Since Romanesque style of architecture spread from France to Spain during the 10th and 11th century, the cathedral is the most prominent monument of early Romanesque architecture in Spain, despite the late Baroque remodeling. It has: 

-a floor plan in the shape of a Latin cross, 
-three naves (nave–main body of the church), 
-transept (transverse part, lies across the main body), 
-choir with ambulatory (covered passage around the altar), 
-chapel, 
-dome over the crossing  
-large arcades with a double arches 

Out front of the cathedral is a golden shell, the symbol of St. James, which pilgrims kiss as a sign of respect. 

Around 1667 the medieval cathedral was completed by adding baroque facades and towers of the main (west) facade. These are left tower (Torre to Carraca) with the image of Zebedee, father of Jacob, and right tower (Torre das Campas) with the figure of St. Mary Salome, his mother. Both are 76 meters in height.

The facade is in late Baroque style, built between 1738 and 1750 by Fernando Casas y Novoa. In the central gable is a statue of St. James; below are two statues of his students Athanasius and Theodomirus, dressed as pilgrims. They stand side-by-side from the image of St. James’s tomb, which is under the star that led to its discovery. 

Interesting, the image of the facade is on the Spanish coins of 1, 5 and 10 cents. 

In front of the northern facade was the end of St. James’s path, from direction of France. Portal on this side, Francigena (known as the “gates of heaven”) was built in 1122 by the treasurer of the church, Bernard, and was destroyed in the 17th century. At the top of the facade is a statue of St. Jacob from the 18th century with two kings before him, kneeling: Alfonso II the Great (866 - 910) and Ordono II of Leon (873 - 924). In the middle is the statue personifying faith.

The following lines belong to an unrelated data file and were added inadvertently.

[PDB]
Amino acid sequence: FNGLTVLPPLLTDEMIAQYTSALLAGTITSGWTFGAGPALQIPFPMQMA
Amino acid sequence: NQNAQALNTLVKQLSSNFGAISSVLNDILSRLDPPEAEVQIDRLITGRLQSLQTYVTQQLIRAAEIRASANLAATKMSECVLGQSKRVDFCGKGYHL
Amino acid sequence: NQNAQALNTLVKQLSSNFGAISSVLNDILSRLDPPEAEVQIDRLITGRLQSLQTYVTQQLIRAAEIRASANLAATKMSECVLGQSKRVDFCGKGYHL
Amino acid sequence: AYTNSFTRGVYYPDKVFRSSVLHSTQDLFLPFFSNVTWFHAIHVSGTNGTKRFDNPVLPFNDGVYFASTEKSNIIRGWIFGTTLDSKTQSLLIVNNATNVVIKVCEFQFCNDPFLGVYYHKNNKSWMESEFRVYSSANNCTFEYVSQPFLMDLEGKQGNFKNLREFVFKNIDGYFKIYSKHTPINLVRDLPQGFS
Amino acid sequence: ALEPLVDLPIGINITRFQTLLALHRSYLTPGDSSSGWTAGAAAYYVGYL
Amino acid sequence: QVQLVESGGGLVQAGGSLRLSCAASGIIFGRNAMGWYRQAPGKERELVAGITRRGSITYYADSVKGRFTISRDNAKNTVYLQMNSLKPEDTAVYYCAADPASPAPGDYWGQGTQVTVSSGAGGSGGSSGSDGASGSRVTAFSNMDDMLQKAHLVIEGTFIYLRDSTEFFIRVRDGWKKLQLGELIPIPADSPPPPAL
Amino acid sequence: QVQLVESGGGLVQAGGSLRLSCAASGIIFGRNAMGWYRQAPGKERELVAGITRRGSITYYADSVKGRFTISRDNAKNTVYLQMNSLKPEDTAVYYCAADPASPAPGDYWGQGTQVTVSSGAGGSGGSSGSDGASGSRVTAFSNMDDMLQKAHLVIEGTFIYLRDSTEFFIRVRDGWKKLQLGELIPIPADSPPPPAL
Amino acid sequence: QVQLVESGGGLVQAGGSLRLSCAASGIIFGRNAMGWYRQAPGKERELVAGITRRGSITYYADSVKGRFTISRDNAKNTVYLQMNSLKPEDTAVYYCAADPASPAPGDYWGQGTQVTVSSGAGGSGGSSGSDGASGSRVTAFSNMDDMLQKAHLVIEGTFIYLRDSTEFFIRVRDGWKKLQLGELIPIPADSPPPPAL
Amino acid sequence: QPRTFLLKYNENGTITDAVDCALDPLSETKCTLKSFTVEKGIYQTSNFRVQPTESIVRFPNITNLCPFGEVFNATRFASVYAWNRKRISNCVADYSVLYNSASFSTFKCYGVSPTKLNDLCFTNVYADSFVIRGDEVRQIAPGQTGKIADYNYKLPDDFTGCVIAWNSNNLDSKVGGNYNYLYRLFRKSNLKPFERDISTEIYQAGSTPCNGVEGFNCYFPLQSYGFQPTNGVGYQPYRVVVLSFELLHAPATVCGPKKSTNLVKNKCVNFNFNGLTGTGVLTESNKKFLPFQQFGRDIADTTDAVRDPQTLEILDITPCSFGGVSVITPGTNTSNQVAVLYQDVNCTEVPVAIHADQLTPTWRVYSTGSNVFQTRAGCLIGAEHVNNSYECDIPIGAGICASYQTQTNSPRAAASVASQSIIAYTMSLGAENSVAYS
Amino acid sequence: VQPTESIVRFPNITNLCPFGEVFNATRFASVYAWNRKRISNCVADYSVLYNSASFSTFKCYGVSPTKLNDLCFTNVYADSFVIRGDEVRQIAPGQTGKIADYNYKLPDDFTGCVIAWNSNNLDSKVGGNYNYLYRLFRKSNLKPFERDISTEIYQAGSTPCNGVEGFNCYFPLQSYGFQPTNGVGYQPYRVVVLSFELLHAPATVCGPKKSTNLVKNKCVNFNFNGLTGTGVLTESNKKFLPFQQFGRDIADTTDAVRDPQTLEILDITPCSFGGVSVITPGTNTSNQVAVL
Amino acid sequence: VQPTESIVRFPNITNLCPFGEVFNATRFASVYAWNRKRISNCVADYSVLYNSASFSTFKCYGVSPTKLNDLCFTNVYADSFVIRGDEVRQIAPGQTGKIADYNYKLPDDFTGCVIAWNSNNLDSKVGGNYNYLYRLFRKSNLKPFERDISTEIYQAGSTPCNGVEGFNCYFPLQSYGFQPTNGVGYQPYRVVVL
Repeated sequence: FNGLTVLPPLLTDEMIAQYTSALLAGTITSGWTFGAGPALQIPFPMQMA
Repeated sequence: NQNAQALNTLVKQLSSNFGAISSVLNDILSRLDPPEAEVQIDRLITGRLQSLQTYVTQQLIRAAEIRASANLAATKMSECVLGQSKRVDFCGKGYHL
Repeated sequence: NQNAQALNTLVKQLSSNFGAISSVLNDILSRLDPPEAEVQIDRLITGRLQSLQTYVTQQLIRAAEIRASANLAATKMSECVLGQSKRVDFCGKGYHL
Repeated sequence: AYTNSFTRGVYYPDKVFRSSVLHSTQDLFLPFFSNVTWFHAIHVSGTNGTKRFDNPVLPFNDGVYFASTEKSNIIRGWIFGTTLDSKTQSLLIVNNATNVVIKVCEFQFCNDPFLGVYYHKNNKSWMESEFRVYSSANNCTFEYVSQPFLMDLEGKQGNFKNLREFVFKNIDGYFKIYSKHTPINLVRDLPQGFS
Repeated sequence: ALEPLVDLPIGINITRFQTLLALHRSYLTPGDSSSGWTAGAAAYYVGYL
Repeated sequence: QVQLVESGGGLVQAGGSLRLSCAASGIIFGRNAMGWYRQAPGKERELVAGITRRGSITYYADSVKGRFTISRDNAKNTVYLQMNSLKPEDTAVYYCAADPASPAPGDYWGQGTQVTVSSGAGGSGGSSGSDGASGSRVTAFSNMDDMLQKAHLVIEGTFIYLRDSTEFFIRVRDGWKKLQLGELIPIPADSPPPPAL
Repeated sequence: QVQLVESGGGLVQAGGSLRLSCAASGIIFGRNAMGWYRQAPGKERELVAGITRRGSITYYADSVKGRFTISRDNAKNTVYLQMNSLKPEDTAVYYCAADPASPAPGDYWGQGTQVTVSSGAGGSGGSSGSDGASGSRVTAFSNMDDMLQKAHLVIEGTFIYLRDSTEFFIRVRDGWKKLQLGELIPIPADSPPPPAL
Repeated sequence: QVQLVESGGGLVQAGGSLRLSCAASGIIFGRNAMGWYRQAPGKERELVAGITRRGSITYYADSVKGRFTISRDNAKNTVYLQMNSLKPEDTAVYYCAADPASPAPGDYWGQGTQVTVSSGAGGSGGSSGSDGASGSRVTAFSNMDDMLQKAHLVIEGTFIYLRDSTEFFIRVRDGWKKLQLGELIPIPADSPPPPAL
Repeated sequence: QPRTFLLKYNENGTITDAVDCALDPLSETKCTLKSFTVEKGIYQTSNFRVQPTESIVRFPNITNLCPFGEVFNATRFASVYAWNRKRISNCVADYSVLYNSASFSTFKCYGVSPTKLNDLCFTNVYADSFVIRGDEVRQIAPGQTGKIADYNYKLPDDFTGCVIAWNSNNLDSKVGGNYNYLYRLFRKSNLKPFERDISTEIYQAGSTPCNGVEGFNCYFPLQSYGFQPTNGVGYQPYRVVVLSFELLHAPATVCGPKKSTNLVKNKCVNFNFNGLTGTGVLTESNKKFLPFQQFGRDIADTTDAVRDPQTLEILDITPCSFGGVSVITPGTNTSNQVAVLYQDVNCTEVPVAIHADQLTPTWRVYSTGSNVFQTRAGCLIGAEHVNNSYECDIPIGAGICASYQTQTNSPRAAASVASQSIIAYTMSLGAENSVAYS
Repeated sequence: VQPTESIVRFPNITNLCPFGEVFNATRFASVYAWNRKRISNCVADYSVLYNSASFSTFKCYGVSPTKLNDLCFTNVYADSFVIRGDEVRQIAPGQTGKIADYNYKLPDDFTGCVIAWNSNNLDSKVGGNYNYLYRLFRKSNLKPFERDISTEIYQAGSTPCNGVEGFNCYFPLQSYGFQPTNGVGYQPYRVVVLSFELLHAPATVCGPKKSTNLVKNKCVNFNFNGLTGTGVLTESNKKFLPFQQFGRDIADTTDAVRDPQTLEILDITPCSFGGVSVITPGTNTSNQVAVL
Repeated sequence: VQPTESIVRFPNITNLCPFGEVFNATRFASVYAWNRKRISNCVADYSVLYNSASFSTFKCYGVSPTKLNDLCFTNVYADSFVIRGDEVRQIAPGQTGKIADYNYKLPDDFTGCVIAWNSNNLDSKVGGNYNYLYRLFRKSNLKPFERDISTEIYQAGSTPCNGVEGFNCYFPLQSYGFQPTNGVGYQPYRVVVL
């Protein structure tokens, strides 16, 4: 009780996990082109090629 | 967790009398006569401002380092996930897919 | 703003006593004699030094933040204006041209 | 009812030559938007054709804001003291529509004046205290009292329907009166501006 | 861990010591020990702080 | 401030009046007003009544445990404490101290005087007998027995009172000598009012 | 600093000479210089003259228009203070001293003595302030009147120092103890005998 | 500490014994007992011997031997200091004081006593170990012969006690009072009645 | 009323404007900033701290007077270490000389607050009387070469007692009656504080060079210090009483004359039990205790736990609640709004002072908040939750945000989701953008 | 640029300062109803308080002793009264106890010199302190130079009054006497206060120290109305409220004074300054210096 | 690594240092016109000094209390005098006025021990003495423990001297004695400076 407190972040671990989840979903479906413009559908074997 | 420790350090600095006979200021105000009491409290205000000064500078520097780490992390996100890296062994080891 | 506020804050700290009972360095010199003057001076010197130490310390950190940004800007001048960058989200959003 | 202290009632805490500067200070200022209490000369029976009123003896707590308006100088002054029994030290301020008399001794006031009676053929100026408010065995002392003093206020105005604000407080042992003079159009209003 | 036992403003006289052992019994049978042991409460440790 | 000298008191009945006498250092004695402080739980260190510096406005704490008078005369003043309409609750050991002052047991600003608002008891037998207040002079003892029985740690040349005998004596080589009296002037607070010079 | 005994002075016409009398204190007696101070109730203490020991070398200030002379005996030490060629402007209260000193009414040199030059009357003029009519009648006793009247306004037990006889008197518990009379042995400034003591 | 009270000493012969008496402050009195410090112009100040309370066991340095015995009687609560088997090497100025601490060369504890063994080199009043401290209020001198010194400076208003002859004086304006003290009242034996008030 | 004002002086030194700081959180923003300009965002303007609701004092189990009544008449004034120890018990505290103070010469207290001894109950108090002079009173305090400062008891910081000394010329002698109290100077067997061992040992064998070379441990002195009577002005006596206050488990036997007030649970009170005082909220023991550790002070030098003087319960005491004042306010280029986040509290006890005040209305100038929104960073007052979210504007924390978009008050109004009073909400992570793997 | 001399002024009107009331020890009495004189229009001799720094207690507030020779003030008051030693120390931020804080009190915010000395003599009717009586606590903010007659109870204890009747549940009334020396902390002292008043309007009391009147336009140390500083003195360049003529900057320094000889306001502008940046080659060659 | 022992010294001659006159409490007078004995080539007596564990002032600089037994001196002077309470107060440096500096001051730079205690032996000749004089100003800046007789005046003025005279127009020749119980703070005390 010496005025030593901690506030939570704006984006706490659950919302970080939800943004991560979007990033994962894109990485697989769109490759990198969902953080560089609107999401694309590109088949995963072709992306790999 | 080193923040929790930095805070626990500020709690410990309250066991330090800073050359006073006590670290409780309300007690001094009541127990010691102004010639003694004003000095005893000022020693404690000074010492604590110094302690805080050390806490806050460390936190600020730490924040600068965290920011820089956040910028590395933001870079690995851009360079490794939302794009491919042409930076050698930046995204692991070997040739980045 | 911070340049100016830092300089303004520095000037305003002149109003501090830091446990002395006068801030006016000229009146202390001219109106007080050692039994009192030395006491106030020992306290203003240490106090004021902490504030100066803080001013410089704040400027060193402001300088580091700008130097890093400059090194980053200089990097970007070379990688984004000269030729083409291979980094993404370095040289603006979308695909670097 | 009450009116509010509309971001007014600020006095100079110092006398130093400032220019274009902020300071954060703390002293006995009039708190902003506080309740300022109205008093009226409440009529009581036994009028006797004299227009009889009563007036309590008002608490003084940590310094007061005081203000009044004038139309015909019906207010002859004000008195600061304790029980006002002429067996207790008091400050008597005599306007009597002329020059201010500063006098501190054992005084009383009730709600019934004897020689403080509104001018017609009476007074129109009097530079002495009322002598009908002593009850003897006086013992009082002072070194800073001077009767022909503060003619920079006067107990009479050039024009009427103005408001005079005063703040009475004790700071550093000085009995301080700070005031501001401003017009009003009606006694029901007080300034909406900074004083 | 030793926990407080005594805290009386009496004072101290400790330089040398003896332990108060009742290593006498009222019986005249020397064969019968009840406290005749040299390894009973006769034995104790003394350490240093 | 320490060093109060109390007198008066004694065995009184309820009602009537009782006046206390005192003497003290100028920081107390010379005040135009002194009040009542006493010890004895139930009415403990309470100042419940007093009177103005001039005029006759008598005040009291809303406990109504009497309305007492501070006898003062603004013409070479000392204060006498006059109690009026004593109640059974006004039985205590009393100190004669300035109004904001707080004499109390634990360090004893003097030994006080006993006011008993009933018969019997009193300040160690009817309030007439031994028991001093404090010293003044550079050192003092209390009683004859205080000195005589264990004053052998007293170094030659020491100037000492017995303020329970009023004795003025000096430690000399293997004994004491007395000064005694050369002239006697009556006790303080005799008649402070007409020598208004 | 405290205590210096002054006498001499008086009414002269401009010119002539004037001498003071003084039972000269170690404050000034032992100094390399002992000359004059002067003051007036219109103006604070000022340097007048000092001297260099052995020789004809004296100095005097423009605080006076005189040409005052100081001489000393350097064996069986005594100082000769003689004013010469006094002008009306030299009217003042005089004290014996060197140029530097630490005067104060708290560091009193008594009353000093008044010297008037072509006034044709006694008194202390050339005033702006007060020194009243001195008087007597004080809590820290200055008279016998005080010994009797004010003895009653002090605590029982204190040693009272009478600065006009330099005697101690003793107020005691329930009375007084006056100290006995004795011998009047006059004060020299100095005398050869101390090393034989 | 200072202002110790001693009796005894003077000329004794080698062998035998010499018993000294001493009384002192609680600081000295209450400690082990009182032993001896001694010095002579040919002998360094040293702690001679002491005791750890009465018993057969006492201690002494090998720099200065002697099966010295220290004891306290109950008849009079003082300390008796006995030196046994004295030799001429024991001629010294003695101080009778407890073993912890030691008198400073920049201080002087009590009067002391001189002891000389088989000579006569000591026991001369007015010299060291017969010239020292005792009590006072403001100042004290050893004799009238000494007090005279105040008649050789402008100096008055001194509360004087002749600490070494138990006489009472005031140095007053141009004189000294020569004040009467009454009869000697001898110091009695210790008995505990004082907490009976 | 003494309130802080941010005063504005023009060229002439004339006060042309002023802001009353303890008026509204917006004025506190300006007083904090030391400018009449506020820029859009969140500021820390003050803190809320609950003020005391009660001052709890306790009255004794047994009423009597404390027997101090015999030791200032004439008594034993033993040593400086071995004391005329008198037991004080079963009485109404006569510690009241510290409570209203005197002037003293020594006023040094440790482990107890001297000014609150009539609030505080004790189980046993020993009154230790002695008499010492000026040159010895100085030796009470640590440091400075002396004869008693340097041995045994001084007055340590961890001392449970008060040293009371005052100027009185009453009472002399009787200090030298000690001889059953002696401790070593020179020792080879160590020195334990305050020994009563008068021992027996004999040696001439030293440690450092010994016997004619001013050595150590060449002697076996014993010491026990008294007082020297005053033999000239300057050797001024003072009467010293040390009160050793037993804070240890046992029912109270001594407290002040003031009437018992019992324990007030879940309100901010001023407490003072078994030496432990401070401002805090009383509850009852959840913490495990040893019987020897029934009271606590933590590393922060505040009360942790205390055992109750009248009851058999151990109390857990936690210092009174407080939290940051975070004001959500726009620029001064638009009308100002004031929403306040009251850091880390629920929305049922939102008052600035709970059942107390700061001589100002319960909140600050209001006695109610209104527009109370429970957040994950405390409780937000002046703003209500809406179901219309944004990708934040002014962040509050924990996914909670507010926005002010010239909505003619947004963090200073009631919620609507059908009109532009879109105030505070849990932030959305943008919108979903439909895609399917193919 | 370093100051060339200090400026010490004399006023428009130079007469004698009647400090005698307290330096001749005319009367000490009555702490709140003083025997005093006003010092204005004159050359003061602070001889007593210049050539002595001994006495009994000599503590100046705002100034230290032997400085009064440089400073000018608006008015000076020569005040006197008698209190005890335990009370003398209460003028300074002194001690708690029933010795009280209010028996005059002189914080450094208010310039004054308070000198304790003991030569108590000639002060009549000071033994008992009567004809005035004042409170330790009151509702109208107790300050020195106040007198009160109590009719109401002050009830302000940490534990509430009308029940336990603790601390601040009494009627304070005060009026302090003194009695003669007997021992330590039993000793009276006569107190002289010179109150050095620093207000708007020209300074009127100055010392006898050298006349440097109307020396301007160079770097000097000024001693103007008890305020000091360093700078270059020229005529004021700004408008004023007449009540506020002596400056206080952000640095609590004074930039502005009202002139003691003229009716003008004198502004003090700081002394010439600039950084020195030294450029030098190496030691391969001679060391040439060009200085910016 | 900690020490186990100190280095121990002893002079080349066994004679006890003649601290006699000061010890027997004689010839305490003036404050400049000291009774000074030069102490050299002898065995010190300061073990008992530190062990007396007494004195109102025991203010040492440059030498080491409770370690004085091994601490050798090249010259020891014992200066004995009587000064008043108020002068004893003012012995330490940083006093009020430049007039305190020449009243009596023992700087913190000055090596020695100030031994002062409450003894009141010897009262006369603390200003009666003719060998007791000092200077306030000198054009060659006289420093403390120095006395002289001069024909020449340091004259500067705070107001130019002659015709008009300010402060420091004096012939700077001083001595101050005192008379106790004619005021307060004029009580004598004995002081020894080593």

East facade has two major portals, sacred door and the royal doors. Sacred doors open only during Jubilee - the year when the feast of St. James, July 25, falls on Sunday. Then the passage is through a smaller door dedicated to St. Pelayo, the discoverer of the tomb of St. James. The privilege of maintaining Jubilee was approved by Pope Callistus II in the 12th century, and in 1179 Pope Alexander III confirmed it with bull Regis Aeterni. This privilege raised the Santiago de Compostela to the same status as Rome and Jerusalem.

Butt head for getting genius and improved memory? 


The south façade is located in the square Praza das Praterias where in the past sold silver jewelry. Porto das Prateririas is one of the best preserved portals that lead to the south transept. This two-arched Romanesque portal displays a set of scenes in low relief, carried out between 1112 and 1117. In the lunettes above both doors are life scenes of Christ. Sculptors who have carried out came from the French places which led to favorable synthesis of their artistic traditions. On both sides of the door are marble columns encrusted with the arcades figures.

Behind the western facade is the triple portal, a 12th-century Portico da Gloria. It is a masterwork of Romanesque sculpture built between 1168 and 1188 by Master Mateo at the request of King Ferdinand II of Leon. Art form of the figures is energetic naturalism with polychrome, of which traces of color remain. 

Portico da Gloria, triple portal in Santiago de Compostela Cathedral
Portico da Gloria, triple portal in Santiago de Compostela Cathedral


The middle pier is Saint James, with an ecstatic serenity showed on his face. In his hands he holds the text scroll that says Misit me Dominus (The Lord sent me). Below him is the Tree of Jesse (the lineage leading to Christ), while above is a representation of the Trinity. It is customary for the pilgrims to touch the left foot of Saint James's statue, signifying they have reached their destination. The right tympanum is divided into three parts and is dedicated to the salvation of the souls and the left one show scenes from the Old Testament.